Data Quality Evolution with Big Data and Machine Learning
When big data is combined with machine learning, enterprises must be alert to new data quality issues.
- By Brian J. Dooley
- May 4, 2018
IT departments have been struggling with data quality issues for decades, and satisfactory solutions have been found for ensuring quality in structured data warehouses. However, big data solutions, unstructured data, and machine learning are creating new types of quality issues that must be addressed.
Big data affects quality because its defining features of volume, variety, and velocity make verification difficult. The elusive "fourth V," the veracity component (concerning data reliability), is challenging due to the large number of data sources that might be brought together, each of which might be subject to different quality problems. Big data also unleashes the possibility of new and more complex queries that could introduce new types of data errors.
Meanwhile, unstructured data creates issues because it is subject to greater uncertainty than structured data, and machine learning algorithms tend to operate as a "black box" within which biases contained in the data might never come to light.
Your Data Quality Toolbox
Although many tools have been developed to resolve data quality issues, automated entry correction itself can diminish the quality of data if it is not applied with care. All of the factors that interfere with data clarity (such as accuracy, consistency, timeliness, duplication, volatility, completeness, and relevance) can lead to further problems as enterprises correct and fit the data into a form suitable for processing. Every transformation potentially loses information that may be relevant to a given query.
Current data quality tools are supplied by major analytics firms, by niche companies, and from open source. They provide functionality such as data cleansing, data profiling, data matching, data standardization, data enrichment, and data monitoring. Niche tools, such as for financial service, focus on special types of problems, and new tools are being developed that enlist machine learning techniques for data classification and data cleansing.
Where big data is combined with machine learning, additional quality issues emerge. Changes made to normalize the data can lead to bias in interpretation by a machine learning algorithm. A relatively low frequency of errors in huge data stores arguably makes the need for data-quality scrutiny less important, but the reality is that quality issues are simply shifted to other areas. Automated corrections and general assumptions can introduce hidden bias across an entire data set.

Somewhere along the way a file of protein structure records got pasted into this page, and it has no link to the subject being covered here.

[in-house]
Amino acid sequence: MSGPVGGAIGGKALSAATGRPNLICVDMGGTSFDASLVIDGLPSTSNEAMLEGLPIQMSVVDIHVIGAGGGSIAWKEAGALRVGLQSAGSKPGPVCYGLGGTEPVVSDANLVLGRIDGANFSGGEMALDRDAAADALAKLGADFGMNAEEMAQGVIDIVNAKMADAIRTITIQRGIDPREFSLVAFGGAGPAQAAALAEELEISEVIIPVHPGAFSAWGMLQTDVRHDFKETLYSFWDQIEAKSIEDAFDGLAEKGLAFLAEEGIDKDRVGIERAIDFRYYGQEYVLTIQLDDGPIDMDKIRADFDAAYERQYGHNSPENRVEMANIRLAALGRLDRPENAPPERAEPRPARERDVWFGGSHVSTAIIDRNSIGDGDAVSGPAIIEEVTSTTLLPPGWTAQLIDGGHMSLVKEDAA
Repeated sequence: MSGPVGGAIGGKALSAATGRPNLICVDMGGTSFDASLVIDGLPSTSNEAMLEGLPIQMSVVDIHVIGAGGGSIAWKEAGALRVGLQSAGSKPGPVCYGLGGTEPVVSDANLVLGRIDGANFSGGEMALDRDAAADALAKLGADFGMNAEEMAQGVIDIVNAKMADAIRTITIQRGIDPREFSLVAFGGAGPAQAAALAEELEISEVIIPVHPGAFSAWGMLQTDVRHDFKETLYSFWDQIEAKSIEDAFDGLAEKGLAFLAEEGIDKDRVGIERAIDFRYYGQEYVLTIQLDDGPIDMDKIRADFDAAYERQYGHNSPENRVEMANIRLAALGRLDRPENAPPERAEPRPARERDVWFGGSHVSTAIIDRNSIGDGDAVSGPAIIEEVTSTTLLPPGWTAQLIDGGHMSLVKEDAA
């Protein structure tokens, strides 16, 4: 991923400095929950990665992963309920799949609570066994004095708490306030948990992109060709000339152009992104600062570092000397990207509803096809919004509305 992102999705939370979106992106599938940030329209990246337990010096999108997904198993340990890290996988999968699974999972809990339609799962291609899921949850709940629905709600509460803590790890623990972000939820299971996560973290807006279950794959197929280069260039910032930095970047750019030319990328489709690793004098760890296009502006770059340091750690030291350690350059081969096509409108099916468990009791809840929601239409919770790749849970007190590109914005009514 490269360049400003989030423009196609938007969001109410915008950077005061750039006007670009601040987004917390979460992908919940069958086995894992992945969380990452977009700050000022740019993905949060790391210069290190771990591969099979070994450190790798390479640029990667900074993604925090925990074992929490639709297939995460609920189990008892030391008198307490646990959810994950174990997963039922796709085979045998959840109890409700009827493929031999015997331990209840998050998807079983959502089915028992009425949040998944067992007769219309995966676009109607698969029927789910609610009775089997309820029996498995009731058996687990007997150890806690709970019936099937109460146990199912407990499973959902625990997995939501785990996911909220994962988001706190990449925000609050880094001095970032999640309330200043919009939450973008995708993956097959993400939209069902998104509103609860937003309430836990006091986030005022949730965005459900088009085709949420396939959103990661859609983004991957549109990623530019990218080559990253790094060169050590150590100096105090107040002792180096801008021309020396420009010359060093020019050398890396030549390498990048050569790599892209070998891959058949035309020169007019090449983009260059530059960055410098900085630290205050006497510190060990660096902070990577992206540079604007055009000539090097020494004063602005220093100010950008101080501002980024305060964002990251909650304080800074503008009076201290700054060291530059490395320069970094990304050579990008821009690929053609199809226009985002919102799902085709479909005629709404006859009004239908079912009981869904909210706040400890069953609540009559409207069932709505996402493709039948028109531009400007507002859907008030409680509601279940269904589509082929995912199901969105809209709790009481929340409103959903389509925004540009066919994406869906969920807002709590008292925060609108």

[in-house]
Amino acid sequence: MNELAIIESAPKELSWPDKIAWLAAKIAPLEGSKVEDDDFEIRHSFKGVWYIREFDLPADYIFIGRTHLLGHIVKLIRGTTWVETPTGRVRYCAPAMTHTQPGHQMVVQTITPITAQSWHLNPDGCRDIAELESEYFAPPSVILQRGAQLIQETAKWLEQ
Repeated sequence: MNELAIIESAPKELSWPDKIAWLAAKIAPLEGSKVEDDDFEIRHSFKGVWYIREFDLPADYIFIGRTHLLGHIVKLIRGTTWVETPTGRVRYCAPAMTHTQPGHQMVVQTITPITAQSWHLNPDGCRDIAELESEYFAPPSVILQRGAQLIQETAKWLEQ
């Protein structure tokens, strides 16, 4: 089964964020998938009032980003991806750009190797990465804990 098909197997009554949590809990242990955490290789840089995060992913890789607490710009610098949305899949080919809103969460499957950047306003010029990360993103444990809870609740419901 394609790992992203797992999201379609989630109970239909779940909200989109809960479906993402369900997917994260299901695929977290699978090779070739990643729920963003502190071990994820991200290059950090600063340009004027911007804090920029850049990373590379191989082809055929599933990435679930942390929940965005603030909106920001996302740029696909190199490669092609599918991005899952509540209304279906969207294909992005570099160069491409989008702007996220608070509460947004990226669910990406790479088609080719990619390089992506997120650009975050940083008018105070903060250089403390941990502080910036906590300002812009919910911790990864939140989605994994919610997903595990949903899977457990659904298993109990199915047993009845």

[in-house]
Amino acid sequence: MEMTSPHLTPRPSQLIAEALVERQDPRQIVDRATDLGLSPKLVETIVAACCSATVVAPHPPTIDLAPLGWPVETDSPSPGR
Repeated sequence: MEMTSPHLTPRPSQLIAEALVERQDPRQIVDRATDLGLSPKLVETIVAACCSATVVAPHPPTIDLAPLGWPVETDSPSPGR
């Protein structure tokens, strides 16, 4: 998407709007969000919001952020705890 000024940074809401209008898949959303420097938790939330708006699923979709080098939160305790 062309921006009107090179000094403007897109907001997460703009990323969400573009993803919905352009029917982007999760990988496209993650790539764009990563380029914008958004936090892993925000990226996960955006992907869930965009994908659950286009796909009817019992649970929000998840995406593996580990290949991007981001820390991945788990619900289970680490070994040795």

Keeping It Real
Data quality must be understood according to the needs of the business. Some situations require a rigorous approach which involves innumerable variables, but a more lenient approach is acceptable for many inquiries. There is always a trade-off between timeliness and veracity, query value and data cleansing, and accuracy and acceptable error. In a complex data and analytics environment, there is no room for one size fits all. Queries demand different levels of accuracy and timeliness. Data structured in one way may be suitable for some uses but result in an inaccurate or biased result for others.
The ultimate test of data quality is whether it produces the required result. This demands rigorous testing, as well as consideration of potential sources for introduced error. Although tools for data cleansing, normalization, and wrangling are growing increasingly popular, the diversity of possible factors means that these processes will not be completely automated anytime soon. As automation spreads, you must ensure that an automated solution is not introducing new problems into the data stream as a result of transformation rules.
The Uncertainty of Certainty
With limited data sets and structured data, data quality issues are relatively clear. The processes creating the data are generally transparent and subject to known errors: data input errors, poorly filled forms, address issues, duplication, etc. The range of possibilities is fairly limited, and the data format for processing is rigidly defined.
With machine learning and big data, the mechanics of data cleansing must change. In addition to more and faster data, there is a great increase in uncertainty from unstructured data. Data cleansing must interpret the data and put it into a format suitable for processing without introducing new biases. The quality process, moreover, will differ according to specific use.
Data quality is now more relative than absolute. Queries need to be better matched to data sets depending on research objectives and business goals. Data cleansing tools can reduce some of the common errors in the data stream, but the potential for unexpected bias will always exist. At the same time, queries need to be timely and affordable. There has never been a greater need for a careful data quality approach.
Machine learning and advanced software tools certainly provide part of the solution, making it possible to bring new approaches to quality issues. There is no panacea, however. A new level of complexity means that data needs to be scrutinized more carefully.
Brian J. Dooley is an author, analyst, and journalist with more than 30 years' experience in analyzing and writing about trends in IT. He has written six books, numerous user manuals, hundreds of reports, and more than 1,000 magazine features. You can contact the author at firstname.lastname@example.org.